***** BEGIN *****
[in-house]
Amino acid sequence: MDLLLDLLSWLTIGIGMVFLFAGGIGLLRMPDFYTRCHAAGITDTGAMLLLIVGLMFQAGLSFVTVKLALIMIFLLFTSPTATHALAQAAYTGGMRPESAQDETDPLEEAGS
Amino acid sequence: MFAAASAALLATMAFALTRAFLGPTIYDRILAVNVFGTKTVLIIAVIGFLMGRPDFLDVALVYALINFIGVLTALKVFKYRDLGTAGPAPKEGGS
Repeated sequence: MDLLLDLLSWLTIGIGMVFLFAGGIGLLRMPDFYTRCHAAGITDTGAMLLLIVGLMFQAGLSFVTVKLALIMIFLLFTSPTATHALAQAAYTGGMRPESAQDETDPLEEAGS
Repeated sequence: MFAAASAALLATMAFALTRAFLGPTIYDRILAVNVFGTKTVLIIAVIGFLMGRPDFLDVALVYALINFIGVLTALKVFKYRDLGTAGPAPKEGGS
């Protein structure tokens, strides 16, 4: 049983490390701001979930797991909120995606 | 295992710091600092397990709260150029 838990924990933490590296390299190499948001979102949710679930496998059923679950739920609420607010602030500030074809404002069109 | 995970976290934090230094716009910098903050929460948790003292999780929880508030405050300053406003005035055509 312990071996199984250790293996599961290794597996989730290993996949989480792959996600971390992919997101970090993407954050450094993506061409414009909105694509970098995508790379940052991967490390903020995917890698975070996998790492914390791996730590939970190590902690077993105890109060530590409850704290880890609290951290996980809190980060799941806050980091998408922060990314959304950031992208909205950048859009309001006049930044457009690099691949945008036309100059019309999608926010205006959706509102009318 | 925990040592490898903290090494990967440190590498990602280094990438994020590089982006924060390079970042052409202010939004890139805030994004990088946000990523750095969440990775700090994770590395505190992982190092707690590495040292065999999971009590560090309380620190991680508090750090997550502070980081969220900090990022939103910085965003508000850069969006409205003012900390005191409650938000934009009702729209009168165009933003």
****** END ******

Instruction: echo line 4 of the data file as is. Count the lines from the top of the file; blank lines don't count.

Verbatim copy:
Repeated sequence: MDLLLDLLSWLTIGIGMVFLFAGGIGLLRMPDFYTRCHAAGITDTGAMLLLIVGLMFQAGLSFVTVKLALIMIFLLFTSPTATHALAQAAYTGGMRPESAQDETDPLEEAGS